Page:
LIVE: Tommy Castro & the Painkillers @ the Upper Room, 10/18/16

Review by Greg Haymes

“It’s to lift you up when you’re down,” explained Tommy Castro on Tuesday evening. “That’s what the blues is all about.” And Castro and his band, the Painkillers, roared into Albany’s Upper Room and served up two hour-long sets of the blues that showcased hope and determination more often than heartbreak and despair.

Heck, by the end of the night he was “Shakin’ the Hard Times Loose,” with a gospel-inspired throwdown that had much of the crowd dancing up a storm like it was a Saturday night while Castro testified like some kind of cross between Delbert McClinton and James Brown.

With drummer Bowen Brown and bassist Randy McDonald providing the fuel, they charged through such optimistic gems as the bar-room boogie “I’m Not Broken” (“I may be broke, but I’m not broken”), “Anytime Soon” (“I know that a time will come when I won’t need to worry”) and the anthemic “Can’t Keep a Good Man Down” (“Well, it’s not how many times a man falls down; It’s how many times he picks himself up”), which earned him a well-deserved mid-show standing ovation.

There was a Sly Stone-ish anthem of unity, “Common Ground,” after which Castro admitted, “I’m an old hippie at heart.” And the band capped off the evening with a righteous rendition of a nearly forgotten nugget, Wet Willie’s 1974 southern soul hit “Keep on Smilin’,” which had the crowd in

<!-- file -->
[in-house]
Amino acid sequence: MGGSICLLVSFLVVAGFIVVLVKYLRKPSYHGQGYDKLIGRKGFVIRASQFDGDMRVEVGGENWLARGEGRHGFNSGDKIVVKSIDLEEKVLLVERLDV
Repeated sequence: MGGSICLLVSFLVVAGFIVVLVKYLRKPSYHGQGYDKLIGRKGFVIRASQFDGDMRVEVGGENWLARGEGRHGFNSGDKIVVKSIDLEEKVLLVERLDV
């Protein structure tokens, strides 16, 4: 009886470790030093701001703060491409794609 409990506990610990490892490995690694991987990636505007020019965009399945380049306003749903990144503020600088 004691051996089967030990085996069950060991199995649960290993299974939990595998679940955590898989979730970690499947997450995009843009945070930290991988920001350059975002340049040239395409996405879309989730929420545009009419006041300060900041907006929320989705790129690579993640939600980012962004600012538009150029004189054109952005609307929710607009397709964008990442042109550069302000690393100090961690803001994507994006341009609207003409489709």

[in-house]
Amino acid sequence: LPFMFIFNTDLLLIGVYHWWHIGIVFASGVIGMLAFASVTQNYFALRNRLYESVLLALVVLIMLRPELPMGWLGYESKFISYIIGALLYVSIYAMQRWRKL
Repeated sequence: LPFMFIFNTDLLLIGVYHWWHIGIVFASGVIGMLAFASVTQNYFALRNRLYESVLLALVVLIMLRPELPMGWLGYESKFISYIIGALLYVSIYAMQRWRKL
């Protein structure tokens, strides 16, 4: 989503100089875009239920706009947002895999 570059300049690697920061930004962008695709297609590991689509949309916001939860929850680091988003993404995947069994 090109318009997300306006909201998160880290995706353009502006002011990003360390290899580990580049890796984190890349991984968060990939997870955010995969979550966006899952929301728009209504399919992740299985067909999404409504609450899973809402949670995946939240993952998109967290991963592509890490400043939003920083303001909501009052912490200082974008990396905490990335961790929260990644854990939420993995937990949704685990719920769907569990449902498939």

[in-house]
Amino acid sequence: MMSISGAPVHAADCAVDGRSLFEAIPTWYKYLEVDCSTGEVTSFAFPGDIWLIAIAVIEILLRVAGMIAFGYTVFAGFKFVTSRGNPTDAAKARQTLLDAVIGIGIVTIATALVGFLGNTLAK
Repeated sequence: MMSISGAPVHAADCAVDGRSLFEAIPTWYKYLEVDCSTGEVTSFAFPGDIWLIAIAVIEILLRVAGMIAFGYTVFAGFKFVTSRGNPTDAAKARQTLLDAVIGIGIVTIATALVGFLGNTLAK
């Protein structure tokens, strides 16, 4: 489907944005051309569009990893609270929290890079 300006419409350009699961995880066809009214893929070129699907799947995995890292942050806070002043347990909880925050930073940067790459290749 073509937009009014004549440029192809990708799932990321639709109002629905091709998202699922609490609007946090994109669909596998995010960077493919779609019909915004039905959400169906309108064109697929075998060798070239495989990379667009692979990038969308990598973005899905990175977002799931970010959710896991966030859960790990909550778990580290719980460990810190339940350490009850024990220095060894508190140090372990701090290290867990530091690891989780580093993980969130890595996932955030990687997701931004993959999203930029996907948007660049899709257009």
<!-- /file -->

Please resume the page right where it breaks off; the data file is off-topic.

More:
a sanctified call-and-response mode.

Back in the early ’90s, Bay Area bluesman Castro was hailed as the hot young guitarslinger – and, oh yes, he can certainly still wrangle mighty tasty riffage from his fretboard – but at age 61, he’s no longer the Next Big Thing on the blues scene. Fortunately, he’s also a impressive
vocalist, and while the band dipped into the songbags of B.B. King, John Lee Hooker and Clarence Carter throughout the night, over the course of his 25-year career, Castro has developed into a solid songwriter, as well.

His jazz-flecked “Ride” was one of the night’s early highlight’s with keyboardist Michael Emerson taking over the spotlight. Castro’s New Orleans-flavored R&B romp “Got a Lot” and the surging shuffle of his “Two Hearts” were other notable highlights of the night.

The band was a perfect fit for the Upper Room, which opened earlier this year on the second floor of the North Pearl Street building that once housed Jillian’s. Featuring a dozen or so cabaret-style tables up front, a handful of house-left VIP booths, a large bar, food and yes, even room for dancing, it’s an adult-audience-friendly venue. The knee-high stage is large enough to accommodate most bands, and the sound system is top notch. While their calendar is currently dominated by tribute bands, hopefully the word will get out that it’s a serious showcase club.

This review originally appeared in The Times Union.

Bad Luck (B.B. King)
Make It Back to Memphis
Right as Rain
Lose Lose
Got a Lot
The Devil You Know
It Serves You Right to Suffer (John Lee Hooker)
What You Gonna Do Now
I’m Qualified (Clarence Carter)
Two Hearts
I’m Not Broken
Anytime Soon
You Can’t Keep a Good Man Down
Shine a Light
Common Ground
Shakin’ the Hard Times Loose
Keep on Smilin’ (Wet Willie)

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